Excerpted from Celebrate! The Complete Jewish Holiday Handbook. Reprinted with permission of the publisher (Jason Aronson Inc).
Jews in the Warsaw ghetto observed a modified seder on erev Pesach [Passover eve] 1943, the night of the start of the ill-fated heroic uprising. Even concentration camp inmates somehow scrounged up the barest essentials and prayed for the deliverance of their people and vanquishing of their oppressors.
In the post-World War II era, the theme of freedom became linked with the fate of displaced Soviet, Ethiopian, and other endangered communities of Jews whom we prayed would be liberated.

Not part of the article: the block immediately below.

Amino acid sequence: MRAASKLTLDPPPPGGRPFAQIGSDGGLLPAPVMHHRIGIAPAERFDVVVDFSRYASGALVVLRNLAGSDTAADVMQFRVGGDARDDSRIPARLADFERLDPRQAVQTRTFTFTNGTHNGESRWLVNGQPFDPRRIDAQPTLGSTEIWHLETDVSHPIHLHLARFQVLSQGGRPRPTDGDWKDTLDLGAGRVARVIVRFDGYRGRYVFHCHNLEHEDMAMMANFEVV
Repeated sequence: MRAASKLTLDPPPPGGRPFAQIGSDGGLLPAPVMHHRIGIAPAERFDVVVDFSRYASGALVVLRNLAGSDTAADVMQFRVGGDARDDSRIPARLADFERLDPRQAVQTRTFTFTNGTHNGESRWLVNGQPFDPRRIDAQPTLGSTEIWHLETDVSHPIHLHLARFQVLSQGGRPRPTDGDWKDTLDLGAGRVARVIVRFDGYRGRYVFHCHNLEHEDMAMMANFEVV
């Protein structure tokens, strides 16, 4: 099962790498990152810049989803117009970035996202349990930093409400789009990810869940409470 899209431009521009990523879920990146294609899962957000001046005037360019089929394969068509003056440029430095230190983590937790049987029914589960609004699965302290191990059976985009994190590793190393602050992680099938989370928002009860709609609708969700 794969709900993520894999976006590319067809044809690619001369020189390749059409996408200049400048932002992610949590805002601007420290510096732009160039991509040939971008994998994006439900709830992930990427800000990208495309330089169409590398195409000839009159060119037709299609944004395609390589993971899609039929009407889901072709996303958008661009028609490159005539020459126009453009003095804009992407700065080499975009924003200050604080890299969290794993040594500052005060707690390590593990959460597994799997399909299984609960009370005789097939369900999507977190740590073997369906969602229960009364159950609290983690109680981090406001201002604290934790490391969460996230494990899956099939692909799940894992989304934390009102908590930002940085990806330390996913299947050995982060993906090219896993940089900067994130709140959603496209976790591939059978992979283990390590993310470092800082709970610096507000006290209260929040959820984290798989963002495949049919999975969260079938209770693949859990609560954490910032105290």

It is no coincidence that the most famous of the ships bringing refugees to Palestine after the war was named Exodus ’47, and that the powerful metaphor was used for the name of the dramatic clandestine airlift that brought close to ten thousand Ethiopian Jews to Israel in 1984-1985 (Operation Moses) and the campaign to fund immigration and settlement of Jews from the former Soviet Union (Operation Exodus).
With its universal messages of freedom from oppression for all people, and its particularistic promises of protection for the people of Israel, Passover remains the most observed holiday among Diaspora Jews.
Pronounced: SAY-der, Origin: Hebrew, literally “order”; usually used to describe the ceremonial meal and telling of the Passover story on the first two nights of Passover. (In Israel, Jews have a seder only on the first night of Passover.)